Table_3_Manganese Depletion Leads to Multisystem Changes in the Transcriptome of the Opportunistic Pathogen Streptococcus sanguinis.XLSX (12.1 kB)
Download file

Table_3_Manganese Depletion Leads to Multisystem Changes in the Transcriptome of the Opportunistic Pathogen Streptococcus sanguinis.XLSX

Download (12.1 kB)
dataset
posted on 05.11.2020, 05:00 authored by Tanya Puccio, Karina S. Kunka, Bin Zhu, Ping Xu, Todd Kitten

Streptococcus sanguinis is a primary colonizer of teeth and is typically considered beneficial due to its antagonistic relationship with the cariogenic pathogen Streptococcus mutans. However, S. sanguinis can also act as an opportunistic pathogen should it enter the bloodstream and colonize a damaged heart valve, leading to infective endocarditis. Studies have implicated manganese acquisition as an important virulence determinant in streptococcal endocarditis. A knockout mutant lacking the primary manganese import system in S. sanguinis, SsaACB, is severely attenuated for virulence in an in vivo rabbit model. Manganese is a known cofactor for several important enzymes in S. sanguinis, including superoxide dismutase, SodA, and the aerobic ribonucleotide reductase, NrdEF. To determine the effect of manganese depletion on S. sanguinis, we performed transcriptomic analysis on a ΔssaACB mutant grown in aerobic fermentor conditions after the addition of the metal chelator EDTA. Despite the broad specificity of EDTA, analysis of cellular metal content revealed a decrease in manganese, but not in other metals, that coincided with a drop in growth rate. Subsequent supplementation with manganese, but not iron, zinc, or magnesium, restored growth in the fermentor post-EDTA. Reduced activity of Mn-dependent SodA and NrdEF likely contributed to the decreased growth rate post-EDTA, but did not appear entirely responsible. With the exception of the Dps-like peroxide resistance gene, dpr, manganese depletion did not induce stress response systems. By comparing the transcriptome of ΔssaACB cells pre- and post-EDTA, we determined that manganese deprivation led to altered expression of diverse systems. Manganese depletion also led to an apparent induction of carbon catabolite repression in a glucose-independent manner. The combined results suggest that manganese limitation produces effects in S. sanguinis that are diverse and complex, with no single protein or system appearing entirely responsible for the observed growth rate decrease. This study provides further evidence for the importance of this trace element in streptococcal biology. Future studies will focus on determining mechanisms for regulation, as the multitude of changes observed in this study indicate that multiple regulators may respond to manganese levels.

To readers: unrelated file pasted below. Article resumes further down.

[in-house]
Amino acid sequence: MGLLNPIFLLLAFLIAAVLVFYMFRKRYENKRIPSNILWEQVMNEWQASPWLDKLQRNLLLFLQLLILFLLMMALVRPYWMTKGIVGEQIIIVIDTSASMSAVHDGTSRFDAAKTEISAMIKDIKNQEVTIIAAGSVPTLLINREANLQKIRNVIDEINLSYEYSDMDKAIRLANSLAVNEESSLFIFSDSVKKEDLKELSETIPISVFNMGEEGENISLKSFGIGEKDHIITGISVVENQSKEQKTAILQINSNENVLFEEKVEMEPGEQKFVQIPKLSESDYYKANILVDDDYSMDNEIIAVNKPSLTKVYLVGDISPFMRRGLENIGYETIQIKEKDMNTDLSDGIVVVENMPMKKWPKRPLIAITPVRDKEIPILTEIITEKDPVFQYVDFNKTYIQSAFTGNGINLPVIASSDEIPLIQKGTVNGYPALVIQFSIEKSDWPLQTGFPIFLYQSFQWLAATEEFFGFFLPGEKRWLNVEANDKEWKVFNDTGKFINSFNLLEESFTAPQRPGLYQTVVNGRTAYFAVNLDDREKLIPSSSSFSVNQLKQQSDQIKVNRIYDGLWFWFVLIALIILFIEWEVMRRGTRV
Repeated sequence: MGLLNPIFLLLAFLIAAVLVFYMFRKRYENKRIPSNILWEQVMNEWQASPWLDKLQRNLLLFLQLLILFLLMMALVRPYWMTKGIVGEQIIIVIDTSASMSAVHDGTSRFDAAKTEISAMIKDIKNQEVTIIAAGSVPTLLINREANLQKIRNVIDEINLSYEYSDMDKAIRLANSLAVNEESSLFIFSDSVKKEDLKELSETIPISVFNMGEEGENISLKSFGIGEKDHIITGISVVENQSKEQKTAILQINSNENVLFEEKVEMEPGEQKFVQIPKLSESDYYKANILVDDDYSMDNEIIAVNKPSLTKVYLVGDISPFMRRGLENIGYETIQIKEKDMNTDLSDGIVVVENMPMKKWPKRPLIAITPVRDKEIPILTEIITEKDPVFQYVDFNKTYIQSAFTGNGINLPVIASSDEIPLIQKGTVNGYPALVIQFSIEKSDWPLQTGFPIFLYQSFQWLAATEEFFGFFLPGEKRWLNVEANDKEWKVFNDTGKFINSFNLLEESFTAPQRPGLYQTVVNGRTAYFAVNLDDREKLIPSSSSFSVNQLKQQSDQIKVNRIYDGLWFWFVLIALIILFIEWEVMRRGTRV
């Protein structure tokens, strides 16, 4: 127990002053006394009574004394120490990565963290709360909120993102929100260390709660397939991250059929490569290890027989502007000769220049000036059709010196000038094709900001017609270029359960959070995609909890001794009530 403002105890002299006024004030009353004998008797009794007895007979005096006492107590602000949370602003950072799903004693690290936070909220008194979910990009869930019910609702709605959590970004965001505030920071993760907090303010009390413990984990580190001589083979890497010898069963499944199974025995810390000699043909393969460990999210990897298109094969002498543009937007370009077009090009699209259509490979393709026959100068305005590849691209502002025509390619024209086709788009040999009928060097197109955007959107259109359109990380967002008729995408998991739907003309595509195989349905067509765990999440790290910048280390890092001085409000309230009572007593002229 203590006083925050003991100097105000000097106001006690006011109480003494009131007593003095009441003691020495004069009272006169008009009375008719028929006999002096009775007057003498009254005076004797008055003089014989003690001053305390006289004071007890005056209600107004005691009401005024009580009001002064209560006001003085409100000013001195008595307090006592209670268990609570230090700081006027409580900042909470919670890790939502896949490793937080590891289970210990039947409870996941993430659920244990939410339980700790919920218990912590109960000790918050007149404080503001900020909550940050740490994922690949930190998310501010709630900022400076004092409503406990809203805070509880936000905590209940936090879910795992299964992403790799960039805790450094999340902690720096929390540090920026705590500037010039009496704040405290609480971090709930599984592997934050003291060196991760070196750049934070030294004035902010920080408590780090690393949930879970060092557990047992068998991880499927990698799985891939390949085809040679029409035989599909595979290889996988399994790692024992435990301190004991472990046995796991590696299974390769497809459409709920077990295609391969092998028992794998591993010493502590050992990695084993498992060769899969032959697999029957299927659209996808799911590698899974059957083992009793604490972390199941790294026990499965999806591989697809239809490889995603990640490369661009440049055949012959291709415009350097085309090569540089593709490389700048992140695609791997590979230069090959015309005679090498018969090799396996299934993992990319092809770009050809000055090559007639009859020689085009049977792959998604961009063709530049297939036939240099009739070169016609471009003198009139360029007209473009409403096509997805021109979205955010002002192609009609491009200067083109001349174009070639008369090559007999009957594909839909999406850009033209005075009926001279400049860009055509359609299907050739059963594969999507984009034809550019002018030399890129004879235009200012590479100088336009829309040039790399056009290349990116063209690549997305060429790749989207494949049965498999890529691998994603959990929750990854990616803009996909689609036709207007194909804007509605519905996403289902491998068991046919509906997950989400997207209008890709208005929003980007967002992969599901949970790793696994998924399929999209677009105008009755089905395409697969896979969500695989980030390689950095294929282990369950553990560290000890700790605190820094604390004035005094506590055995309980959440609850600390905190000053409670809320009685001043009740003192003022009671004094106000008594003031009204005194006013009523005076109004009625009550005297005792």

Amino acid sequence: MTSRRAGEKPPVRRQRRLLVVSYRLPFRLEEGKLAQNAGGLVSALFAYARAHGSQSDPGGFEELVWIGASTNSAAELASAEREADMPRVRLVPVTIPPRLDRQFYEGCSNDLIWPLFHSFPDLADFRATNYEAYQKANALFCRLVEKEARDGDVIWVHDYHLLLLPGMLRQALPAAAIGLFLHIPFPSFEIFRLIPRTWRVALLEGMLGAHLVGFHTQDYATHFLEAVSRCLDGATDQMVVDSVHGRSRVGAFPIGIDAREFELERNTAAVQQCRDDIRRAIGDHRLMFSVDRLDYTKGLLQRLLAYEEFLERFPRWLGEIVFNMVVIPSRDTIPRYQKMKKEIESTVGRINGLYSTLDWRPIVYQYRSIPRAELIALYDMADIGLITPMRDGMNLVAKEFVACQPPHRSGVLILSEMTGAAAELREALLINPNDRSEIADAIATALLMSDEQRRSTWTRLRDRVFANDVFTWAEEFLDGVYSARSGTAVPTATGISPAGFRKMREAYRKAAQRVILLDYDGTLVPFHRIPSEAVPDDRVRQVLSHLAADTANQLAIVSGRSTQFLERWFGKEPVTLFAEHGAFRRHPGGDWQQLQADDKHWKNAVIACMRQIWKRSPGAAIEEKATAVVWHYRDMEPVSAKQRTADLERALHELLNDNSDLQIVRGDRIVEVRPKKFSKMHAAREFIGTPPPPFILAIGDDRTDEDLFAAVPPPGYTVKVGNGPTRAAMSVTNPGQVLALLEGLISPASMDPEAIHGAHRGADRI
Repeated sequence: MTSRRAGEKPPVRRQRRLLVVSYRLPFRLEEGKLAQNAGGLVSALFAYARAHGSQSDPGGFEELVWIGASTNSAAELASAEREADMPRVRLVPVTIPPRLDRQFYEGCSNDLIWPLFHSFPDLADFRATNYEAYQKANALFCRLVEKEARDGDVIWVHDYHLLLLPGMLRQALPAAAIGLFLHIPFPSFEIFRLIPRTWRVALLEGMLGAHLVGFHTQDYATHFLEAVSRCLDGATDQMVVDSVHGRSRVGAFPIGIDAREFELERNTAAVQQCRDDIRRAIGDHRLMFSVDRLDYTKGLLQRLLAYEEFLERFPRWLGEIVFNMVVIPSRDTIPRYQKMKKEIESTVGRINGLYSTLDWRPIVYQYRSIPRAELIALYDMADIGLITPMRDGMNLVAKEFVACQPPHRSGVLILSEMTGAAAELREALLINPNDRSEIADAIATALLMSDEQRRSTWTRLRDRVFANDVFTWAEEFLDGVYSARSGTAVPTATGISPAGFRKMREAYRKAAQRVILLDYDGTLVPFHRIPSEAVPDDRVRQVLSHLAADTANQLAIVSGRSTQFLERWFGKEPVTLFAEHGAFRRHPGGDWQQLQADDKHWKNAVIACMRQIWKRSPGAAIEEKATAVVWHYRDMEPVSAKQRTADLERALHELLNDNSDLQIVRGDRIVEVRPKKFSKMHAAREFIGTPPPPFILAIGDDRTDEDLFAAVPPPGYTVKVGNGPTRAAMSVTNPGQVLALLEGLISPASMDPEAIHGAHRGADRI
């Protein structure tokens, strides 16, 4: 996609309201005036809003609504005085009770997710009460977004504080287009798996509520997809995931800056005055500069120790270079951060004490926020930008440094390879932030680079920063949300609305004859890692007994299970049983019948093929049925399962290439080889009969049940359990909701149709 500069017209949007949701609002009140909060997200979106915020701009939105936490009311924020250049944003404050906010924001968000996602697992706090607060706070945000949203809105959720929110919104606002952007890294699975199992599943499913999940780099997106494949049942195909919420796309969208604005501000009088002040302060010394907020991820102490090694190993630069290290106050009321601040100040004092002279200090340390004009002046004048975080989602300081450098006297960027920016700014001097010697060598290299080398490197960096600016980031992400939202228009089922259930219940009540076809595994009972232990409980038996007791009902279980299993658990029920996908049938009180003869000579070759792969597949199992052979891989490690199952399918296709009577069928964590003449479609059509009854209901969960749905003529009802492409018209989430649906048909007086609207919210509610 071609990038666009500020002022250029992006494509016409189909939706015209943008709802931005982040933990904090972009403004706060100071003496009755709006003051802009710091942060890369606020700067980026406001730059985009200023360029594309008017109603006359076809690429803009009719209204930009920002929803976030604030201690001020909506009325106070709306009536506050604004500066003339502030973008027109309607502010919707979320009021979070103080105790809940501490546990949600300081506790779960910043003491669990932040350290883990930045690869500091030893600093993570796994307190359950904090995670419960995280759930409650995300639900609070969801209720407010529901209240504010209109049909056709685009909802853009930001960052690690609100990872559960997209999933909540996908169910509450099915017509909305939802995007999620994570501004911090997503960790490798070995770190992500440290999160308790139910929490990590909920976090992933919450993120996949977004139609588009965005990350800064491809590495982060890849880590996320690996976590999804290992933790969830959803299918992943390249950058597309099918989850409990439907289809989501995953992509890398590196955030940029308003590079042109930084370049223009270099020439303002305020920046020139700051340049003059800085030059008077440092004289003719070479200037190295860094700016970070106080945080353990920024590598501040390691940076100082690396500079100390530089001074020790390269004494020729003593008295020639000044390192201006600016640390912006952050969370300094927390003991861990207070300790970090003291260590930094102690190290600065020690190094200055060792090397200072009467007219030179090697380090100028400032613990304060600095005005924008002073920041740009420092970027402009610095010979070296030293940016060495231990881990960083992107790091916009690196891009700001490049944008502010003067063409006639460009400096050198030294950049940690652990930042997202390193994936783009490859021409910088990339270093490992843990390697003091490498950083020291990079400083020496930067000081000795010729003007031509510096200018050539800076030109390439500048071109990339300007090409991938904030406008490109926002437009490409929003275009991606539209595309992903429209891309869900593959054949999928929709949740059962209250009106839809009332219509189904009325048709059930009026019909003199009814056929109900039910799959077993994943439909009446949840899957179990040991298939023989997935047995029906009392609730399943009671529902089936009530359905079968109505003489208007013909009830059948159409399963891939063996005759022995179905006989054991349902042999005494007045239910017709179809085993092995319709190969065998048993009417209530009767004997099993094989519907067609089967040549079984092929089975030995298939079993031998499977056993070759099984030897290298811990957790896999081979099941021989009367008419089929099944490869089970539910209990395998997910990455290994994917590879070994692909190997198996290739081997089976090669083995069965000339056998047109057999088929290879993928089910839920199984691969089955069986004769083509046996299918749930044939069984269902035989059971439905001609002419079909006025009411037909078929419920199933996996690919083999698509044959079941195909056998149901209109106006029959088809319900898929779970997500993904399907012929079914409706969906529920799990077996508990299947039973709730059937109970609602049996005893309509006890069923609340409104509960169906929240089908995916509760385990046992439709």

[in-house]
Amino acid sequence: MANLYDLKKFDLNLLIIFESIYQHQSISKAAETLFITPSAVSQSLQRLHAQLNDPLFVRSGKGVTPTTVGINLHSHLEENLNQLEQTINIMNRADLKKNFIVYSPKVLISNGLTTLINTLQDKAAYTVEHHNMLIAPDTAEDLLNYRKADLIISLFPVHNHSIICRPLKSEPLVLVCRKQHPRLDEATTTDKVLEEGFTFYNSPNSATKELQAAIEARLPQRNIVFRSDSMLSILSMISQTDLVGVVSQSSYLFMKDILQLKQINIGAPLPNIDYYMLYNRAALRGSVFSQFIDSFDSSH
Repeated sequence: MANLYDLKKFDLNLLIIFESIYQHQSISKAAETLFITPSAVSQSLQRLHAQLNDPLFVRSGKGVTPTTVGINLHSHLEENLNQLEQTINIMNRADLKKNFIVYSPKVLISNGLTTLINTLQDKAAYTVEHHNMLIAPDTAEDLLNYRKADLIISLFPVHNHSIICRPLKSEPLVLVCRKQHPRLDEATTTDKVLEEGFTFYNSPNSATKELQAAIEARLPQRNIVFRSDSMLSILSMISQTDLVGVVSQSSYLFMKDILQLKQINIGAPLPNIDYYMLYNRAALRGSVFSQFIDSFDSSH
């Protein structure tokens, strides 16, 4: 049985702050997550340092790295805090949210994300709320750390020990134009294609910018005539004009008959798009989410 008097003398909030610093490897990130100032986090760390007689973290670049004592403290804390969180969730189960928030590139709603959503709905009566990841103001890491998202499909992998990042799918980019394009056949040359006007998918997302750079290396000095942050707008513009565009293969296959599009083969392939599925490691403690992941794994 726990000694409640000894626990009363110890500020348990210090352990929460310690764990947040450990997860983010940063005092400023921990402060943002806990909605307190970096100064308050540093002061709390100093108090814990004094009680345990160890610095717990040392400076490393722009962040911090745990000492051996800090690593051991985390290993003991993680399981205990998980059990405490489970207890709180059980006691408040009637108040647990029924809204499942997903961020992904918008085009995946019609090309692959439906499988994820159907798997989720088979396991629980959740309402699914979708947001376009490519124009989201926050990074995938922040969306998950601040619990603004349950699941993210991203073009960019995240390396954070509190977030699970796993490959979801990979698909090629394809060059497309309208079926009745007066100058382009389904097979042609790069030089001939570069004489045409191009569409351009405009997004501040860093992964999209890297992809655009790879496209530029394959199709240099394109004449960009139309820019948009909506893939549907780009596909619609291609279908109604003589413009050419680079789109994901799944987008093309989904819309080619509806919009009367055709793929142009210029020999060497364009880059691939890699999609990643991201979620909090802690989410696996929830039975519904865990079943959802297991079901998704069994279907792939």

History

References